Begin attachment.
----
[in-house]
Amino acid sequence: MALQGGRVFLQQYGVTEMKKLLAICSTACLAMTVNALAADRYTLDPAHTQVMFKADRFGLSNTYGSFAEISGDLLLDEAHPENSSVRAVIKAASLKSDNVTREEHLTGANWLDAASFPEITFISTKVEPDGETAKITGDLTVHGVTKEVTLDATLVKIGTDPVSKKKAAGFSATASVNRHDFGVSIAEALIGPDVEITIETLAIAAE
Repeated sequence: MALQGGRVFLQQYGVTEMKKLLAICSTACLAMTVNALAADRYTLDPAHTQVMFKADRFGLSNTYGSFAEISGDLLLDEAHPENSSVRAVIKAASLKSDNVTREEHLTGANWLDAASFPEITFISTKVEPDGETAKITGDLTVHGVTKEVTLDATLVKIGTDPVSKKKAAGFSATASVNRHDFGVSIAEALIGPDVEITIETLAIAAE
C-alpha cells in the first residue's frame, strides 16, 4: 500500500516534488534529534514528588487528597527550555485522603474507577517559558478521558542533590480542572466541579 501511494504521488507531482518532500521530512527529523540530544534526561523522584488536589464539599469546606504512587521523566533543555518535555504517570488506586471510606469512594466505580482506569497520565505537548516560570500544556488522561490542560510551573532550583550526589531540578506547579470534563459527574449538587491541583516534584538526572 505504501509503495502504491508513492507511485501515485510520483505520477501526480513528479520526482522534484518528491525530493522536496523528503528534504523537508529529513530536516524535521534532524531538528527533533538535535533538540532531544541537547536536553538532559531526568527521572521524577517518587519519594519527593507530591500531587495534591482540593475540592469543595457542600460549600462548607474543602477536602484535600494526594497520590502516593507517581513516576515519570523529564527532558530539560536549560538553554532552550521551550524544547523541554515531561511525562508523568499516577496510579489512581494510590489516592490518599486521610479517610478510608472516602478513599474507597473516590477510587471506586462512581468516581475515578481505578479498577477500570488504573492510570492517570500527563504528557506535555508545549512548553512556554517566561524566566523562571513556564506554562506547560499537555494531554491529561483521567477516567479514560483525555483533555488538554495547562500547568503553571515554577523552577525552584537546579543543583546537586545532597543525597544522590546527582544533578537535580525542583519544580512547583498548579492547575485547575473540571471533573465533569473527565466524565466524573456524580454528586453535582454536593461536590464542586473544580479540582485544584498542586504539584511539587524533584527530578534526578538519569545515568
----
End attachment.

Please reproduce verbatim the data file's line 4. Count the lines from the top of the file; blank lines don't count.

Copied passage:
C-alpha cells in the first residue's frame, strides 16, 4: 500500500516534488534529534514528588487528597527550555485522603474507577517559558478521558542533590480542572466541579 501511494504521488507531482518532500521530512527529523540530544534526561523522584488536589464539599469546606504512587521523566533543555518535555504517570488506586471510606469512594466505580482506569497520565505537548516560570500544556488522561490542560510551573532550583550526589531540578506547579470534563459527574449538587491541583516534584538526572 505504501509503495502504491508513492507511485501515485510520483505520477501526480513528479520526482522534484518528491525530493522536496523528503528534504523537508529529513530536516524535521534532524531538528527533533538535535533538540532531544541537547536536553538532559531526568527521572521524577517518587519519594519527593507530591500531587495534591482540593475540592469543595457542600460549600462548607474543602477536602484535600494526594497520590502516593507517581513516576515519570523529564527532558530539560536549560538553554532552550521551550524544547523541554515531561511525562508523568499516577496510579489512581494510590489516592490518599486521610479517610478510608472516602478513599474507597473516590477510587471506586462512581468516581475515578481505578479498577477500570488504573492510570492517570500527563504528557506535555508545549512548553512556554517566561524566566523562571513556564506554562506547560499537555494531554491529561483521567477516567479514560483525555483533555488538554495547562500547568503553571515554577523552577525552584537546579543543583546537586545532597543525597544522590546527582544533578537535580525542583519544580512547583498548579492547575485547575473540571471533573465533569473527565466524565466524573456524580454528586453535582454536593461536590464542586473544580479540582485544584498542586504539584511539587524533584527530578534526578538519569545515568